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CD REVIEW: Woods' With Light and With Love 

Woodsist; Release date: April 15, 2014

The arc of the psychedelic music universe is long, but it bends toward songcraft. That's certainly been the catalog trajectory of Brooklyn's psilocybin warriors Woods, whose initial lo-fi psych folk — Fleet Foxes as done by Sebadoh — evolved into full-bloom psychedelia on 2010's Echo Lake and 2011's Sun and Shade.

But with their superb new LP, Jeremy Earl's outfit has dialed back the acid-jams and exchanged ramshackle charm for sparkling craft. Before, even the band's space jams or Krautrock grooves featured strong melodies to mirror off a lo-fi aesthetic that played like, well, sun and shade, one enhancing the other. If you liked it, you just had to endure a bit of heavy handed psychedelia now and then.

Here, with the exception of the nine-minute title cut, which is still more Spencer Davis-meets-Can groove than hippie jam anyway, songcraft is king. There are tell-tale signs of the shift — a concise 10-song, 40-minute run-time, multiple three-minute tracks, etc. But that's not what distinguishes the record. Rather, it's the continuity with which the songs absorb and reflect their influences, including some new-to-Woods ones, and emerge with the band's finest set.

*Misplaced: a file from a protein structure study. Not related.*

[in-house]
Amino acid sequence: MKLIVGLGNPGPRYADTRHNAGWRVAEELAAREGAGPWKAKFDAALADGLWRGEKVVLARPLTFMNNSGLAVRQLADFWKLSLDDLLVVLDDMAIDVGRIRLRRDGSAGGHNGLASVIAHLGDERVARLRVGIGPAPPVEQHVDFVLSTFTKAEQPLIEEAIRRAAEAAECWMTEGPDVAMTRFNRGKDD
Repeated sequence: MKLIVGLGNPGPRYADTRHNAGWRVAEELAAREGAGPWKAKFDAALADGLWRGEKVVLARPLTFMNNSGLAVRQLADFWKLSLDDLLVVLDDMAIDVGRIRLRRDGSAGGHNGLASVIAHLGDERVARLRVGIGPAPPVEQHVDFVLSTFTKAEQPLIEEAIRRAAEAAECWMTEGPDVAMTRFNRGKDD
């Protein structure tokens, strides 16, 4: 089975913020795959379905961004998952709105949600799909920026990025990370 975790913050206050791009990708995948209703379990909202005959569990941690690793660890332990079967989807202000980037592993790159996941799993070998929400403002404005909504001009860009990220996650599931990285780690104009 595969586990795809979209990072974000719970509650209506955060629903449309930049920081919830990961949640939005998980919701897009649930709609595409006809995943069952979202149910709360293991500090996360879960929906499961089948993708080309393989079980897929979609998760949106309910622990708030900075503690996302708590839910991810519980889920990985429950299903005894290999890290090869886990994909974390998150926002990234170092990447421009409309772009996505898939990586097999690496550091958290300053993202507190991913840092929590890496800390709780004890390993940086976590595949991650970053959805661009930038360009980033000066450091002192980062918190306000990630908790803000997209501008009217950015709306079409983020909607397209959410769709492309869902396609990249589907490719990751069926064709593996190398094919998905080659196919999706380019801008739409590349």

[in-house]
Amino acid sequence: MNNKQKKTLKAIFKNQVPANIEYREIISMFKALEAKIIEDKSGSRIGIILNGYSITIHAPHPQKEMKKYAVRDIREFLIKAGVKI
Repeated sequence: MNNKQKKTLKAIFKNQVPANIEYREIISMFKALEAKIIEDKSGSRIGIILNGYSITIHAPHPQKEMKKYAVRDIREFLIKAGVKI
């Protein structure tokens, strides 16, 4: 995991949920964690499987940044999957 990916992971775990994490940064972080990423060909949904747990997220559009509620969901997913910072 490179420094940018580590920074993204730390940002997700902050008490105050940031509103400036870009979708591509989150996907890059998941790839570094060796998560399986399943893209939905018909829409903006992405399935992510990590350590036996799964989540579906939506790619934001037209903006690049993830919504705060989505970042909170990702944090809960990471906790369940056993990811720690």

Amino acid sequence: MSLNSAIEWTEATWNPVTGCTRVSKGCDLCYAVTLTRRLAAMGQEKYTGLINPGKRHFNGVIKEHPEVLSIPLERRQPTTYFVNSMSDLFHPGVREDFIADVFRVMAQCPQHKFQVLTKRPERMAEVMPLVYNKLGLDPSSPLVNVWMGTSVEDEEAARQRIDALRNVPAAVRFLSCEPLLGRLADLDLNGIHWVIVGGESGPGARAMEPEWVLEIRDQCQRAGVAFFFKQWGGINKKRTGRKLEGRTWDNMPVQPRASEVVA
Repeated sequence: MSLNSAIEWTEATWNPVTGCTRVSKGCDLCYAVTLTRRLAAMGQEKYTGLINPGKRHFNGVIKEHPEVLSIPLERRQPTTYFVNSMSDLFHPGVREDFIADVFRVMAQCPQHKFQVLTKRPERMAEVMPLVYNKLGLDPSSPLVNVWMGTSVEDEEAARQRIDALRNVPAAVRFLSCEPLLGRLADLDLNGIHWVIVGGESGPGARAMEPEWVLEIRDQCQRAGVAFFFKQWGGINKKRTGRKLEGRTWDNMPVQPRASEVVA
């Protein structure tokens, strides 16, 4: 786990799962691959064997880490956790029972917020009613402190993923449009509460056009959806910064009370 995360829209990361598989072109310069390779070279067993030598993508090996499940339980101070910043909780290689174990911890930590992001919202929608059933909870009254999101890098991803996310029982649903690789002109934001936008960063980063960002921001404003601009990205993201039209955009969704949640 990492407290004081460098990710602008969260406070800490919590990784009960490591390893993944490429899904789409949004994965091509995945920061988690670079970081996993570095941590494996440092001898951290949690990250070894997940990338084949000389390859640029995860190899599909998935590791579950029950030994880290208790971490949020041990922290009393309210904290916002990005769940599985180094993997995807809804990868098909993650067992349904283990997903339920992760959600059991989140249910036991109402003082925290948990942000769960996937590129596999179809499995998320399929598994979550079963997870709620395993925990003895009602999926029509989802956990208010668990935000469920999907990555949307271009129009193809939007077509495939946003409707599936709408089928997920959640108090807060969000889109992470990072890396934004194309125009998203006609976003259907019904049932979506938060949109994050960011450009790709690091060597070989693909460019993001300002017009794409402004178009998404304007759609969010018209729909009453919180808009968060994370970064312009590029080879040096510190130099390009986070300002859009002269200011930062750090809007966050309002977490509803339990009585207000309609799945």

"Shepherd" works like a thesis statement, a three-minute opener that could've migrated from a Beachwood Sparks LP, complete with pedal steel solo and barroom piano fills. The middle-Eastern feel of "Shining" suggests a Yardbirds/Byrds hybrid, thick organ runs and beefy guitar riff overlaid with a McGuinn-ish sitar-like solo. The catchy bounce of "Moving to the Left" relies on a hook that sways like a seaside palm, providing a buoyant atmosphere for Early to contemplate mindbenders from the psychedelic voyage, "Are we spinning with the sun?/Are we moving on an arc?/Are we moving with the rest?"

But it's a pair of side-B tunes that probably best capture the new Woods direction. On "New Light," judicious backward loops and Moog accents create a classic Revolver tableau, while on the lost-love tale, "Full Moon," it's George Harrison-circa-Traveling Wilburys — complete with neckjoint bottle-

slide riff — whose influence predominates. Both cuts emphasize Early's growing songwriting chops, and confirm that psychedelia will be part of the voyage now instead of the destination.

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